Washington Free Beacon

Maricopa Board Expressed Concern to Fontes Over ‘Emergency Voting’ Centers

Getty Images

PHOENIX, Ariz.—The chairman of the Maricopa County Board of Supervisors emailed County Recorder Adrian Fontes on the Monday before Election Day, expressing concern over the emergency voting centers Fontes established, according to the document that was obtained exclusively by the Washington Free Beacon.

Shortly before 6 p.m. local time Monday evening, the Associated Press called the Arizona senate race for Democrat Kyrsten Sinema over Republican Martha McSally.

As the election count for the closely contested seat progressed after November 6, Democrat Recorder Fontes and the actions of his office endured heightened scrutiny. Of particular concern were the "emergency voting" centers opened by Fontes that would operate the Saturday and Monday before Election Day.

Emergency voting centers are allowable by law, but both sides are debating what should count as an emergency, or if some emergency voting centers are "de facto" extensions of early voting.

After the controversy first gained traction on the weekend preceding Election Day, Maricopa County Board of Supervisors Chairman Steve Chucri sent an email to Fontes, and copied the county attorney on the email as well.

"Due to recent inquiries, I am formally asking you to place aside all ballots cast at emergency voting sites after early voting ended on Friday, November 2, 2018, until your legal authority to open emergency sites has been clarified," Chucri wrote in the email.

"By legal authority, I am looking to the Arizona Revised Statutes or the Secretary of State's election procedure manual. To be clear, this is about the integrity of the election; it is not the fault of the voters who may have utilized this option."

Chucri told the Washington Free Beacon that no person on the board ever received any response from Fontes.

"Last Monday, when we caught wind that just days earlier, that Mr. Fontes announced that he would have 4 or 5 emergency voting centers, which he's entitled to do by statute, we raised an eyebrow as to how he was enforcing—or should I say, detailing what an emergency is," Chucri said.

"If you look at the elections pamphlet in parallel to statute, it is very clear as to what you can do and not do with emergency voting centers."

The pamphlet Chucri is referring to is the "Elections Procedure Manual" published by the Arizona secretary of state.

"While some of it can be interpreted, to us, it was very clear that if you just felt like voting on that Saturday or Monday, that was not the impetus nor was that the intention of what an 'emergency polling' place is, or what emergency voting is."

"The concern we have is that it was never asked what your emergency was. It was simply ‘If you feel like coming and voting, you can come in and vote,' which I believe is the antithesis to what the intent was of even having emergency centers labeled or described in statute as well as in the campaign, or, elections pamphlet," he added just moments later.

An earlier report by the Arizona Republic estimated that there were about 3,000 votes cast at the emergency polling locations.

Fontes was pressed on that issue this past weekend by political reporter Brahm Resnik on the 12News show "Sunday Square Off."

Resnik: And I could have gone, without any illness and—for any reason I could have gone to one of these centers for any reason at all.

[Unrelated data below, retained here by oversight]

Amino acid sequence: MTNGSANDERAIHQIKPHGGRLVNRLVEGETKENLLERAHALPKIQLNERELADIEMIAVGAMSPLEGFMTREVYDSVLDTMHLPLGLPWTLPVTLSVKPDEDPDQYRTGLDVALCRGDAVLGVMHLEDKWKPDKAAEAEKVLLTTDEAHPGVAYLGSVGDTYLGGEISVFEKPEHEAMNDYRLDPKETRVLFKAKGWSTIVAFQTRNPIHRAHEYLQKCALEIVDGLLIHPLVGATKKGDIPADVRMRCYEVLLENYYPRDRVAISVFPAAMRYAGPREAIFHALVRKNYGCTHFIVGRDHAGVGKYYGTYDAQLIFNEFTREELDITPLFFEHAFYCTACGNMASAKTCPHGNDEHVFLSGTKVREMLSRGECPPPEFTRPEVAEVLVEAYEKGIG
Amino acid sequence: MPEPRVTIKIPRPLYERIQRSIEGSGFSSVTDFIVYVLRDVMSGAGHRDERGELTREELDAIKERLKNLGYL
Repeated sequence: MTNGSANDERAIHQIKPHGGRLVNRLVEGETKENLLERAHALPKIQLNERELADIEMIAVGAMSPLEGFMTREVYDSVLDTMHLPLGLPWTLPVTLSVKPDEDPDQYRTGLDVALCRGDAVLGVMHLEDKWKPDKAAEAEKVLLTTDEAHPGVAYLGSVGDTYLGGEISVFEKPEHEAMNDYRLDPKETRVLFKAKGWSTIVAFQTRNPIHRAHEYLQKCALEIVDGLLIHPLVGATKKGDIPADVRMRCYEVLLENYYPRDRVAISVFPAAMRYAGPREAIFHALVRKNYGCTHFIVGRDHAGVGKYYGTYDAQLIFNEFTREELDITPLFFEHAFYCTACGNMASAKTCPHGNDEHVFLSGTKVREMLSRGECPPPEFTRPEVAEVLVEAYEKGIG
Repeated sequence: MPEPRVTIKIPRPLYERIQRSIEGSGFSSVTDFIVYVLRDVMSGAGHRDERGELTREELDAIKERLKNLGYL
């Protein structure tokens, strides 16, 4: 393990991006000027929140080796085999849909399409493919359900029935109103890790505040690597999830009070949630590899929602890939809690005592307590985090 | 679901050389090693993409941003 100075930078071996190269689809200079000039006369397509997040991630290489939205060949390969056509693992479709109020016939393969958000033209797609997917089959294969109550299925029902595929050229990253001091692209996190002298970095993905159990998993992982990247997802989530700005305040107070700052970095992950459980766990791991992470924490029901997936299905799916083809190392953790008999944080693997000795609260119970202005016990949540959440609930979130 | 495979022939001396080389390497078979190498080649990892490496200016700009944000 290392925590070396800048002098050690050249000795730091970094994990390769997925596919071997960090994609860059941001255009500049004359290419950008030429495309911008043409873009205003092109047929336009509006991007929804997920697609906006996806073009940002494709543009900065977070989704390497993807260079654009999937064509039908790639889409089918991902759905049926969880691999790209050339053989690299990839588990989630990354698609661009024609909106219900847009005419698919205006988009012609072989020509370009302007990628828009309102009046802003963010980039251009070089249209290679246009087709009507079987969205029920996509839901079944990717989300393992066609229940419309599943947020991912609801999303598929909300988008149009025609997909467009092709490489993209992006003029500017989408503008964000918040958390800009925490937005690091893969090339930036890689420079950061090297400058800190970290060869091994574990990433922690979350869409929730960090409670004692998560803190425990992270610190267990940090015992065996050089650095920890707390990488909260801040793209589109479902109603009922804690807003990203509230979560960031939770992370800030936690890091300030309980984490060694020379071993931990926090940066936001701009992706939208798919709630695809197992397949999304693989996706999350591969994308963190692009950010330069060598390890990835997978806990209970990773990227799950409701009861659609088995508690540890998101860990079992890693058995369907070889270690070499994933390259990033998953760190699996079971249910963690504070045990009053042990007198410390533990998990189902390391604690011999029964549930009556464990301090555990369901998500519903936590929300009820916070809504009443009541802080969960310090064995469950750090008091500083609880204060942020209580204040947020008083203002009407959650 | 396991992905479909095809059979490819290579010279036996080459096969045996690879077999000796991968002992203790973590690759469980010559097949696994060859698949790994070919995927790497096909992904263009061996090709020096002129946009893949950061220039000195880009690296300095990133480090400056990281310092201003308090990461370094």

Fontes: You would have had to had an emergency.

Resnik: Are you sure about that?

Fontes: Yep.

Resnik: Uh, Democrat candidates were putting this number and address out on door hangers saying, ‘Just show up.'"

Fontes: The law says you can have emergency voting available, if a voter has an emergency.

Resnik: You weren't checking for emergencies at the door.

Fontes: It's not my business what your emergency is, Brahm. I've got HIPPA [health privacy laws] laws that prevent me from asking. You've got your privacy that I have to respect, and by the way, what, pray tell, is the problem with giving voters access to the ballot box? That's my first question.

The request by Chucri and the Maricopa attorney is significant because it shows a second entity requested Fontes' office keep the ballots cast at the emergency voting centers separate, on the chance legal questions about the centers should arise.

As has been widely reported, the Arizona Republican Party sent out letters to all county recorders concerning what might be disparities between the methods deployed by some recorders, but clearly asked Fontes to keep these ballots separate from the general milieu.

When it was discovered that Fontes had not respected the request of the Arizona GOP, they reacted by declaring that Fontes had destroyed evidence.

Fontes did not respond to a request for comment on the email sent by Chucri.

The Maricopa County Board of Supervisors has some supervisory role over the recorder's office such as setting the budget, but final decisions on issues such as emergency voting centers rest solely with the recorder, and the board has no other legal powers over the person holding that office.

Chucri reiterated to the Free Beacon what he said in the email to Fontes about voting availability, and those who did vote at emergency locations.

"It's not the fault of the voter, they're only doing what the county recorder told them they could do," he said.

"So we don't want their votes not to be counted if you will, because that's their right. We certainly don't want to punish the voter. But we also believe that we've got to be uniform in carrying out election law."